Honestly, I don’t miss many things from back home. Switzerland is so small… Every time I go back I see my old friends sitting in the same restaurants and bars. They are drinking the same beer and are talking about the same things; however, their bellies get little by little a bit bigger every time. I believe they have much money in the bank, but there is not much progress in Switzerland at the moment. Here in Peru there is much more movement than in Switzerland. In terms of food bindenfleisch, also known as bündnerfleisch, or viande des Grisons although I have to admit that most of the products are now to be found in Huaraz as well. Last time I visited Switzerland was two years ago when we went to do skiing with the family and I stayed for three months.

8. What is it you like most about Huaraz?

As a city, I think the ease of moving around in very little time. You get to know the people very quickly and my wife and I have many friends. It´s easy to develop professional activities in the city without being obligated to go to Lima. I am not much interested in city life, which might explain why we are living in the Callejón de Huaylas. Huaraz is chaotic and very noisy and sometimes even dangerous; however, as a centre point for meeting people it´s not too bad.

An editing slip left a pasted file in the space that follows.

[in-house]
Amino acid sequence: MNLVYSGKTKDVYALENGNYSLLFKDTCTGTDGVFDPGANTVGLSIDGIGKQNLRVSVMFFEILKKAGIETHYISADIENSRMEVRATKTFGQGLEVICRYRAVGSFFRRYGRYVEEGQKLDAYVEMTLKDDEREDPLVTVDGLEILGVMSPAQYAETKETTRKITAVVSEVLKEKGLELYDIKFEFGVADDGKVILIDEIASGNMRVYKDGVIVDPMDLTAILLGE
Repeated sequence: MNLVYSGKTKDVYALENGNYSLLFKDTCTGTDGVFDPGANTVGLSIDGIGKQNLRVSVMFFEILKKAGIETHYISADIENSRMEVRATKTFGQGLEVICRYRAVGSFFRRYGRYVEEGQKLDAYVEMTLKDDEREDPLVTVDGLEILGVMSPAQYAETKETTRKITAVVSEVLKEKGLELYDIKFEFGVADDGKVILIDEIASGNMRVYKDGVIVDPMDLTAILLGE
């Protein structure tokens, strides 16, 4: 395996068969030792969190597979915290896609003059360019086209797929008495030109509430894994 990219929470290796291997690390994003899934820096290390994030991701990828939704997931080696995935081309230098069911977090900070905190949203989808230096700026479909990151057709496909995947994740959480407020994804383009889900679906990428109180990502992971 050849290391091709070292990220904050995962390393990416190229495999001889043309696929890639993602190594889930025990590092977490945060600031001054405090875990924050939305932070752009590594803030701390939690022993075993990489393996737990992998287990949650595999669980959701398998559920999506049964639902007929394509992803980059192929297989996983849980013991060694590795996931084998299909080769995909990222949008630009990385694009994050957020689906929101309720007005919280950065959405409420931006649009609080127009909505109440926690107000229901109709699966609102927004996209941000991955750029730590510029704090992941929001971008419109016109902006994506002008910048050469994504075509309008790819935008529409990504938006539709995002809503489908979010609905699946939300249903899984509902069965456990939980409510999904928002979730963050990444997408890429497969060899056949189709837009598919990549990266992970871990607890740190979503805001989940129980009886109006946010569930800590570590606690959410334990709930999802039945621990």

9. What’s your opinion of the tourist business in Huaraz?

Well, I have to admit that the tourism business has fallen dramatically. And I believe this is all due to the mining companies. There are a couple of reasons. Before the mines, most hoteliers, agencies, restaurants and other businesses promoted our region. However, with the startup of the mines, many engineers and other professionals came to our region and occupied the hotels and started to rent cars and buses from the agencies, which was easy money. So tourism became plan B. Another item is that there are no institutions. The Chamber of Industry, Tourism and Trade does very little since I left being the president of the Chamber of Tourism (since it has merged) in 2003, and there are also no regional chambers. Another concerning topic is the Huascaran National Park that does not comply with its own rules and it seems that they are more bullying tourists instead of facilitating them. And finally, and this has been said by many, the lack of promotion for our region. The only site being promoted abroad is Machu Picchu. Peru is not even promoted anymore; everything is focused on Machu Picchu. This site receives I believe more than 2,500 visitors per day! And the north of Peru only receives a very small percentage of these tourists.